FIA clarify radio ban

In the lead up to the Singapore Grand Prix, much discussion has centered round the ban of radio messages from pit-to-car types of conversations. The intent of this ban—the FIA explained—was to limit the driver aid that seemed prolific so far this season.

The reaction was met with some concern over the complexity of the systems used on a F1 car as well as safety and who’s against safety? The FIA have now relaxed their initial list of banned conversation content and the FIA’s Charlie Whiting explained why:

“We felt that this should extend to car performance and driver-related performance parameters, but when one looks into it in more detail it became clear that some teams would be at a serious disadvantage,”

“Not just in their know-how or ability to react in the short-term but also in hardware choices that were made a year ago,”

So the specter of the highly complex technology deployed by F1 has prevented the ban the FIA sees as driver aid. Should you ban a conversation regarding heat issues for a ERS only to have car catch fire or become an electrical hazard? Of course not.

Ultimately they made their bed and they need to realize that banning conversation is not going to end well. Some drivers intimated as much and most notably Williams F1’s Felipe Massa.

The new ban now includes such things as:

  • Driving technique
  • Driving lines and contact with curbs
  • Set-up parameters for specific corners
  • Gear selection and throttle application
  • Braking points
  • Rate of braking or application of brakes in general
  • Car stability under braking
  • Use of overtake button

Comparison to other drivers on:

  • Sector times, gear selection and corner speeds
  • Braking, throttle and DRS

If this is really what the FIA wanted then why the draconian initial ban on all communication?

F1 has technology and to be honest, if the teams have this information then why can they not share it with their drivers? If you don’t want this information then ban the telemetry systems or limit it.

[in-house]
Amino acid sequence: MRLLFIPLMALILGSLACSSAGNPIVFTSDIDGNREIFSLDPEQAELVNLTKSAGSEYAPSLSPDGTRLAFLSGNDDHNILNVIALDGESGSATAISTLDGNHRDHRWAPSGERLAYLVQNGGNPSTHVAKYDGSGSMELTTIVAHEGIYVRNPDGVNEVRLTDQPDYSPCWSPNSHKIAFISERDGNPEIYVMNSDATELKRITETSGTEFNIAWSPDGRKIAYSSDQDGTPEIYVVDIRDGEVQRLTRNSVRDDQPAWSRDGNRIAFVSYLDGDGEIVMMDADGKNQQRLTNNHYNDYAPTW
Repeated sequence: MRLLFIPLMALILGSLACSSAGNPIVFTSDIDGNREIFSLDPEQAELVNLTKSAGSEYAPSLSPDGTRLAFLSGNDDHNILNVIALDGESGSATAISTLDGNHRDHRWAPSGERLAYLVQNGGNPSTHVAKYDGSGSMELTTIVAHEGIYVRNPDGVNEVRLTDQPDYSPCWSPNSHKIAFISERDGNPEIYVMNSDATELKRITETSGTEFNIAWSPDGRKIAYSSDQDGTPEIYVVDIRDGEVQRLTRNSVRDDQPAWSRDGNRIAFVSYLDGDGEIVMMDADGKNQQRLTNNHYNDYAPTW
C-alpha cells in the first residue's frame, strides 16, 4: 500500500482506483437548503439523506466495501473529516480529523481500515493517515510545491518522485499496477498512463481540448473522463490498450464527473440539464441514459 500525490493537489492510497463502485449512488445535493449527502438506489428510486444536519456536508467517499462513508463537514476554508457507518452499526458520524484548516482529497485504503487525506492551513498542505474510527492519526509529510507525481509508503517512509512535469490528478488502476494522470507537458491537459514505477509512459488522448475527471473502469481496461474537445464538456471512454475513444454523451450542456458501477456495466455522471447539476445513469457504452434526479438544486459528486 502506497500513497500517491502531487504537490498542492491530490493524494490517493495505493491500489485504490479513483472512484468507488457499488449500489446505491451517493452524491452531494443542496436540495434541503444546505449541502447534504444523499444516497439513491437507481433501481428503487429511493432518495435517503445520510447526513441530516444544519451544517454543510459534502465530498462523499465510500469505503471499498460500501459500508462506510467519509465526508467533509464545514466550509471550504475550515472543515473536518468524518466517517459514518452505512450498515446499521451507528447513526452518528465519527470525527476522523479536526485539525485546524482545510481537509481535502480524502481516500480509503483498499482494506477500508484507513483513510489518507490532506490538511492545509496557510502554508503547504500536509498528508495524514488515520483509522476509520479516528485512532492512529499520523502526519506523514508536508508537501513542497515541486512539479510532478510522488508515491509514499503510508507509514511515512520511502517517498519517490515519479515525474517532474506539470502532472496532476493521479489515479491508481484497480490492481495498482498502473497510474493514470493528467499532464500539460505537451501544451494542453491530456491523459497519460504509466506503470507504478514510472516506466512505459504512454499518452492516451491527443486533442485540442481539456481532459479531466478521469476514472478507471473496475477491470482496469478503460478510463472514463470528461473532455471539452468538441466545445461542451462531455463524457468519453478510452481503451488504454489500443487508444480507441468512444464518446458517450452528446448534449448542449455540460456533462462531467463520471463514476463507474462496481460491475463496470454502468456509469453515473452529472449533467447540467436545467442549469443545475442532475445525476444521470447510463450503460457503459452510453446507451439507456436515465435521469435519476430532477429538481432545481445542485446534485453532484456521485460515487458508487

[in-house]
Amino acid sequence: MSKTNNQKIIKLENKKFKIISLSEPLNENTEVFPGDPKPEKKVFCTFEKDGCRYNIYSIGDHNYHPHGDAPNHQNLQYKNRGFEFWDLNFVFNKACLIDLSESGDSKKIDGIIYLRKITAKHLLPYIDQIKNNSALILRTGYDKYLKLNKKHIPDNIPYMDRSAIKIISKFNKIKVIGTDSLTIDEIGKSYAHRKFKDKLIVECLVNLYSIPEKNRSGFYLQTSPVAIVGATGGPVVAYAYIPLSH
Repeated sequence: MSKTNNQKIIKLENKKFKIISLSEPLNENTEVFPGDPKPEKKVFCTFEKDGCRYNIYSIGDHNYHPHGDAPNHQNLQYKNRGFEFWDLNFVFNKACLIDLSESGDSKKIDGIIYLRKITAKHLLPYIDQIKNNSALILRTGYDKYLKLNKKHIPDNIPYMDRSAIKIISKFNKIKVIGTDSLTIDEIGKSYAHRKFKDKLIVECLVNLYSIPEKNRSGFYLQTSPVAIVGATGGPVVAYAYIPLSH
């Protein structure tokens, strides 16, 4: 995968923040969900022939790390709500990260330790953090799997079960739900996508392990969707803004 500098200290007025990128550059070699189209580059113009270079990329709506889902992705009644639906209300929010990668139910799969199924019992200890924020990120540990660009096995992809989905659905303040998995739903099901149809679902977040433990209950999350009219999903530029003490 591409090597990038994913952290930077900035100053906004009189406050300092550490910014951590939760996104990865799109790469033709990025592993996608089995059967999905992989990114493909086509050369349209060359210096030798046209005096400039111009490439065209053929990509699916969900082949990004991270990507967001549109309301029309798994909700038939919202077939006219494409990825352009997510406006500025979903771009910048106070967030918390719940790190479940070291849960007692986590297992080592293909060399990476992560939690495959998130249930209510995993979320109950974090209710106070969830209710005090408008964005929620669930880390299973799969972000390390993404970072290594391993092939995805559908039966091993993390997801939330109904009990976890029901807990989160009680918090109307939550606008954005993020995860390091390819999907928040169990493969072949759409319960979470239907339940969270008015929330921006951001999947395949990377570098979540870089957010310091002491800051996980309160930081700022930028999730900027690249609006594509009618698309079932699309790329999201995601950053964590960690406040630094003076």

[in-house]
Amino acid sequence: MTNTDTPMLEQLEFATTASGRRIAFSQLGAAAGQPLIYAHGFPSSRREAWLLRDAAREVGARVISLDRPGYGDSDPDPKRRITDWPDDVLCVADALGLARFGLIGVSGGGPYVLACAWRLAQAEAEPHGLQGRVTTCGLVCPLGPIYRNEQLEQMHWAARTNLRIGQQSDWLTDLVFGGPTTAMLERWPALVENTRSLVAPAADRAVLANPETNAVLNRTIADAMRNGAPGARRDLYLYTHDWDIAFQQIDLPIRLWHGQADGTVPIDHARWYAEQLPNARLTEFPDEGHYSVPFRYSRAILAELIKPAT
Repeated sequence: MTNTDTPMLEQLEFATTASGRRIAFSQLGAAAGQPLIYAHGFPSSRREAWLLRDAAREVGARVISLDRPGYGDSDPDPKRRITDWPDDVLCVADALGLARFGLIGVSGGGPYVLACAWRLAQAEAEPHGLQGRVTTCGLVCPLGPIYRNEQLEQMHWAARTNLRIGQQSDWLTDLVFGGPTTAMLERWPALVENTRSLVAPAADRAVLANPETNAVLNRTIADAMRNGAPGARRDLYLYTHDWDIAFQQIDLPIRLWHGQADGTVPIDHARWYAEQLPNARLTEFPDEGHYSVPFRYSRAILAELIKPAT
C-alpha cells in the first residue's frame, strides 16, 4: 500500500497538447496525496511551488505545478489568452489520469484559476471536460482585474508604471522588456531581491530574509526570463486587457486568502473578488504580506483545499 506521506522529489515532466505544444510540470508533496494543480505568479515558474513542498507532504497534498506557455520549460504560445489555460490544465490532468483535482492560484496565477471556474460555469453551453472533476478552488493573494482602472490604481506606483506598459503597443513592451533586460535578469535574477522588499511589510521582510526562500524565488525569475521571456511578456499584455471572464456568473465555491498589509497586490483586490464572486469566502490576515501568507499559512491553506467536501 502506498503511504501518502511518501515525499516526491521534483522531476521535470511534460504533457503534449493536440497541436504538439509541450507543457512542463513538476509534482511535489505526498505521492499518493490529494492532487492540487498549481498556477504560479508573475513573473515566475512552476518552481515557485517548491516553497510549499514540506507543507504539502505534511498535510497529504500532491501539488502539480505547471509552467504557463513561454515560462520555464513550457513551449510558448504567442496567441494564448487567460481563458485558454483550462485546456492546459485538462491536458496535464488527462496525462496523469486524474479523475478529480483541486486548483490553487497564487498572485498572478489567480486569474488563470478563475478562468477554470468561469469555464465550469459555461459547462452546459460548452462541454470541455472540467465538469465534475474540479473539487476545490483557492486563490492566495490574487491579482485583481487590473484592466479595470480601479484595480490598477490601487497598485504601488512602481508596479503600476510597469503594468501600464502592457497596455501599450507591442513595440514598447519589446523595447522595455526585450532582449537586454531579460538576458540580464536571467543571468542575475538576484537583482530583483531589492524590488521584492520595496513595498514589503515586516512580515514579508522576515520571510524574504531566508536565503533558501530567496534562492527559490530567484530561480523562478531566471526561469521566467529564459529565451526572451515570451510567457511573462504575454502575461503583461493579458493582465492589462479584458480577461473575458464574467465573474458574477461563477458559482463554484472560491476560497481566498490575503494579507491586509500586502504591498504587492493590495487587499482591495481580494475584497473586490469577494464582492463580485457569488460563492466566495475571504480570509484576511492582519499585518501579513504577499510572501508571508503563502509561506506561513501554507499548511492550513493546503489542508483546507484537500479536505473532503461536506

It only seems natural that the evolution of the telemetry systems have continued to produce more and more data from the cars and logically this information presents opportunities for a team to improve their on-track performance if they relay that information to the driver in real time.

The cat is out of the bag on this issue and it will be difficult to put the genie back in the bottle. The forensic challenge of deciphering coded messages will now become an art but Charlie says they have that covered:

“We’ll need a little bit of time to think about [coded messages] because the list that the teams have been given today is quite straightforward,” Whiting added.

“If you put a longer, more complex, more technical list there will be greater opportunities for that sort of thing.

“The plan is to make it more far-reaching, to take in the technical elements as well, the technical assistance that drivers are getting about the performance of the car.

“It will inevitably be more complex, but unfortunately I think that is how the sport is. I think it’s going to be very hard to make it simpler unless, of course, one was to remove radios from the car.

“But I think that might not be very well-received.”

Ultimately if you want the detail to not be relayed, then don’t harvest the detail—I suspect the teams will find a way of relaying the critical telemetry details when needed. With today’s F1 spec—ERS, DRS, hybrid, turbo—it would be very difficult to reduce or eliminate the telemetry over safety reasons alone.

F1 often says they don’t have the resources or capacity to have consistent race stewards yet they seem to have 8-10 people that do nothing but listen to radio conversations. Seems like an odd place to put your resources when consistent stewarding is a much-needed element in F1 these days—but then that wouldn’t grease local FIA motoring club officials with a pivotal role to play for their continued support and membership would it?

Hat Tip: Sky Sports F1

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